A Comparison of Stress Corrosion Cracking Susceptibility in Additively-Manufactured and Wrought Materials for Aerospace and Biomedical Applications

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Roach, Michael
Williamson, R. Scott
Pegues, Jonathan
Shamsaei, Nima

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University of Texas at Austin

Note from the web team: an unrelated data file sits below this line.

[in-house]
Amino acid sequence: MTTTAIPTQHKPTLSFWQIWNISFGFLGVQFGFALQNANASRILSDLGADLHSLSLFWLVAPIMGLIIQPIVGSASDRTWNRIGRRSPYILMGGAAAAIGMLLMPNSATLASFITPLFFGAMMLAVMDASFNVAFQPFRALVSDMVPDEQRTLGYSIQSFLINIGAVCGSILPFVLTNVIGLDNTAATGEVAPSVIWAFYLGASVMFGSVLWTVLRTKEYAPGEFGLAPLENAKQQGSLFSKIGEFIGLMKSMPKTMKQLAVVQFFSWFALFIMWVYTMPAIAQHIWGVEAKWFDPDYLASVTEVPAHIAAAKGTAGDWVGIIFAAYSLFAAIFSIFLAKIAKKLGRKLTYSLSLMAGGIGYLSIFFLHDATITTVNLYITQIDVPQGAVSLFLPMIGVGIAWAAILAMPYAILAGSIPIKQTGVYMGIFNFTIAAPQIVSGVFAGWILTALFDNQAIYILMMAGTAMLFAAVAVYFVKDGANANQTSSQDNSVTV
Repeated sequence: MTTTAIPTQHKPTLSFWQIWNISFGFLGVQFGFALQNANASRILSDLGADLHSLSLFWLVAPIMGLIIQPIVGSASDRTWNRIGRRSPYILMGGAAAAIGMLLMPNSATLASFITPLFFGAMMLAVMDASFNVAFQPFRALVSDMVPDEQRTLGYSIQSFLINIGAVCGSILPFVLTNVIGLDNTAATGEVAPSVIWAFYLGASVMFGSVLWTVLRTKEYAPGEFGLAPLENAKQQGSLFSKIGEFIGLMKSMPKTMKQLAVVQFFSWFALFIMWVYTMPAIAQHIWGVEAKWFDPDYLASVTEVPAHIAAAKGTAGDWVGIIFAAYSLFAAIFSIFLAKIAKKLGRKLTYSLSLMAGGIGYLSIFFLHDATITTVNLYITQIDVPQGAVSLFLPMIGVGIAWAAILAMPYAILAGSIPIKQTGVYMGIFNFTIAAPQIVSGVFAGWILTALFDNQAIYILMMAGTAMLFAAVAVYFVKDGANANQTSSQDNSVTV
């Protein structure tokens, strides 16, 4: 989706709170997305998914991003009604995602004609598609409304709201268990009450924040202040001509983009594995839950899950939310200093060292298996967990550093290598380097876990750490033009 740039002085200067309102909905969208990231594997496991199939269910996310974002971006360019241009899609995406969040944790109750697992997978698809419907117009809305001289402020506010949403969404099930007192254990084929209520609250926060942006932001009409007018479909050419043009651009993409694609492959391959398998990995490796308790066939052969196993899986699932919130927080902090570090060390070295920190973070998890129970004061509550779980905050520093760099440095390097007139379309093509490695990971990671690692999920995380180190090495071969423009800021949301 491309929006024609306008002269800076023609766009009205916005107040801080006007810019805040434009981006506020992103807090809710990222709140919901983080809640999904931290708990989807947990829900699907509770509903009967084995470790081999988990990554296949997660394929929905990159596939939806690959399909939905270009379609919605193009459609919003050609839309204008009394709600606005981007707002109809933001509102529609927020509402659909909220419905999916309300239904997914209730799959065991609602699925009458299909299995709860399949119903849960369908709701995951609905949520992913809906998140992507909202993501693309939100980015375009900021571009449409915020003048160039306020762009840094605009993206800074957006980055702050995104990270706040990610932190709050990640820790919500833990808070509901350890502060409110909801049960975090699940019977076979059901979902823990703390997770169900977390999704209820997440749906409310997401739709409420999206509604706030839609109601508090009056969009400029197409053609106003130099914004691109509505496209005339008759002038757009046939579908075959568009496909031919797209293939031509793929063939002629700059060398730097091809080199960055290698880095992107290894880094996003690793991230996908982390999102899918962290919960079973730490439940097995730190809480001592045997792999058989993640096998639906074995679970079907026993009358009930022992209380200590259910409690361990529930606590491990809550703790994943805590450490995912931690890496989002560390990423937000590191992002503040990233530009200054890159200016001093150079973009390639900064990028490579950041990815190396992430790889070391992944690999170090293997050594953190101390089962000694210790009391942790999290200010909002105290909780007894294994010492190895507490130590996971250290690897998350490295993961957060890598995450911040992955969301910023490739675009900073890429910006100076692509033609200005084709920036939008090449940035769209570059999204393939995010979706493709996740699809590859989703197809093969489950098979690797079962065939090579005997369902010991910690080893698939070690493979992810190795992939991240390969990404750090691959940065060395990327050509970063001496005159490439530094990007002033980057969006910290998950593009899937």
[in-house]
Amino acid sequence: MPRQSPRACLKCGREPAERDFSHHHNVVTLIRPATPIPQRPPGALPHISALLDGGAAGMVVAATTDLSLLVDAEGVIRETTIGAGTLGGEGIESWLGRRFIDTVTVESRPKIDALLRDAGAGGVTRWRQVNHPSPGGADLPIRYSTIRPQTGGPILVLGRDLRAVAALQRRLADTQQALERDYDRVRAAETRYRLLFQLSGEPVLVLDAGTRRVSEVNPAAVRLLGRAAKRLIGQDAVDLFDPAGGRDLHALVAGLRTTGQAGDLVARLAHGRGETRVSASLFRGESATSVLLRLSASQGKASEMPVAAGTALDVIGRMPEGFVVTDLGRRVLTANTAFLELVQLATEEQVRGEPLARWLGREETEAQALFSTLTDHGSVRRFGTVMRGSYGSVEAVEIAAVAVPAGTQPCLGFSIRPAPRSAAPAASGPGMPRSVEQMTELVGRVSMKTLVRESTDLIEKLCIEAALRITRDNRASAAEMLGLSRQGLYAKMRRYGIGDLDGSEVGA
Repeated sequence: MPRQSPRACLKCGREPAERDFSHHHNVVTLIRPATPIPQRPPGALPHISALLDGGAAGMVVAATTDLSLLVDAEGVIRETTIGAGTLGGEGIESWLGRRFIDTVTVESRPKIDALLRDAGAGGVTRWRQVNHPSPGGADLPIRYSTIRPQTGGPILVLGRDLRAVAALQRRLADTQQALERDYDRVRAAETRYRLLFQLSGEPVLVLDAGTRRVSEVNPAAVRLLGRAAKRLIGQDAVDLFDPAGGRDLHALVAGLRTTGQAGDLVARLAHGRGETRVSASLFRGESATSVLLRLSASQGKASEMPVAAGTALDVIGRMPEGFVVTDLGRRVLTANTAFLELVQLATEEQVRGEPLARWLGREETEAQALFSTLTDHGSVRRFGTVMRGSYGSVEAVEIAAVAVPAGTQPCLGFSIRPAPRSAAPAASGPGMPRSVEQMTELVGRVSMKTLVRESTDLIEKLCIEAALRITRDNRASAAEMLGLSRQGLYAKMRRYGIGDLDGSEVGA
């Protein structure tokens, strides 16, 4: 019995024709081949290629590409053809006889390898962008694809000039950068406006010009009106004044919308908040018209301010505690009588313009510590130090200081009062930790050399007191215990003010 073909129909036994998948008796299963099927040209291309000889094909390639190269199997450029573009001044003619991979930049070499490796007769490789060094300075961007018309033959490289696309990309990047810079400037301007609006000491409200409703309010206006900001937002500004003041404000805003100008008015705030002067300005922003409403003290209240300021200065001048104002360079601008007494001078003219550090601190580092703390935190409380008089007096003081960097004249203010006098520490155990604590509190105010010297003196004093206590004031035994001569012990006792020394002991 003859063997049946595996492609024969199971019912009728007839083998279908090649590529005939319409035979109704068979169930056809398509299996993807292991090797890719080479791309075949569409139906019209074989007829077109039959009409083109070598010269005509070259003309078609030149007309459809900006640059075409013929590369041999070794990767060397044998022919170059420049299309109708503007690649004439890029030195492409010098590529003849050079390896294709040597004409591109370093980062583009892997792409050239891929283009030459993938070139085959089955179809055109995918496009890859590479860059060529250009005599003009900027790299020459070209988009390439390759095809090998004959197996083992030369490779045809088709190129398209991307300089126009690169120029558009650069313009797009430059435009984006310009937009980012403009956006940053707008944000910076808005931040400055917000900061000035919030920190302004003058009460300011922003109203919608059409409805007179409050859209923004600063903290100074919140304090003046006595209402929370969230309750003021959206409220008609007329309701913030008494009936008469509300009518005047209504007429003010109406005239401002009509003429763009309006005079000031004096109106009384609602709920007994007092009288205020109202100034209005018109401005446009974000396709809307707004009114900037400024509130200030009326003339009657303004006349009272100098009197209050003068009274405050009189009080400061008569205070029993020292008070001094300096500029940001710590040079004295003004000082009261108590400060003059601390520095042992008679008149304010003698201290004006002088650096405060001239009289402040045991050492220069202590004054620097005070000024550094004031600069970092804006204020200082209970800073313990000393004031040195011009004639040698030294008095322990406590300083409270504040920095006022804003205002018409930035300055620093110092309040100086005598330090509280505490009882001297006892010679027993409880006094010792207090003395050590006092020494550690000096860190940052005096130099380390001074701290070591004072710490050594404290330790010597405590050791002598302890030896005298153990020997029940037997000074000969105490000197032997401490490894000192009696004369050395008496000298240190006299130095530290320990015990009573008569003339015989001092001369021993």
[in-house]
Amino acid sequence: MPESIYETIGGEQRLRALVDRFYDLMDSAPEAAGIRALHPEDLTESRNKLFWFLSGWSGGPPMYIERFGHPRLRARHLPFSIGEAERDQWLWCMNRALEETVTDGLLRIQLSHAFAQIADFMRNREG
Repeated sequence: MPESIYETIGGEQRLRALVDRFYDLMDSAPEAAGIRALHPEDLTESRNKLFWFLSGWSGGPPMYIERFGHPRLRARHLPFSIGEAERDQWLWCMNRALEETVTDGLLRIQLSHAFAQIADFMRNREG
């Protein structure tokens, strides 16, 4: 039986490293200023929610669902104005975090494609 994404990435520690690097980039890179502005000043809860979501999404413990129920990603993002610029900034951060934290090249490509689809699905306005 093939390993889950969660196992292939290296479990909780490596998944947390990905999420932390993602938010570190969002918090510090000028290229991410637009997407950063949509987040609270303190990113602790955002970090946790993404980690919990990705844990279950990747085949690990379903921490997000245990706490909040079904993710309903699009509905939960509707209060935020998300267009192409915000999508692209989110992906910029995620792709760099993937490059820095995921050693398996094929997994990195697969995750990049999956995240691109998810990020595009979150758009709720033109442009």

Additive manufacturing (AM) is becoming an increasingly popular method in both aerospace and biomedical industries. Titanium alloys are increasingly common in additive manufactured applications due to their excellent strength to weight ratio and biocompatibility. Traditional wrought Ti-6Al-4V alloys show little sensitivity to stress corrosion cracking (SCC) when subjected to in-vitro conditions. In AM applications the alloy powder is often sifted and reused multiple times which often results in a degradation of the powder’s shape. Recent studies have also shown that the oxygen content of additive powders increases with repeated powder use which may increase the susceptibility of the resulting parts to SCC. This research compares the microstructural characteristics and tensile SCC behavior of AM Ti-6Al-4V parts fabricated from new and recycled powder in distilled H2O, salt water, and Ringers solution. Additionally, the effect of surface finish is investigated for each microstructure comparing the as-built surfaces to machined and polished surfaces.


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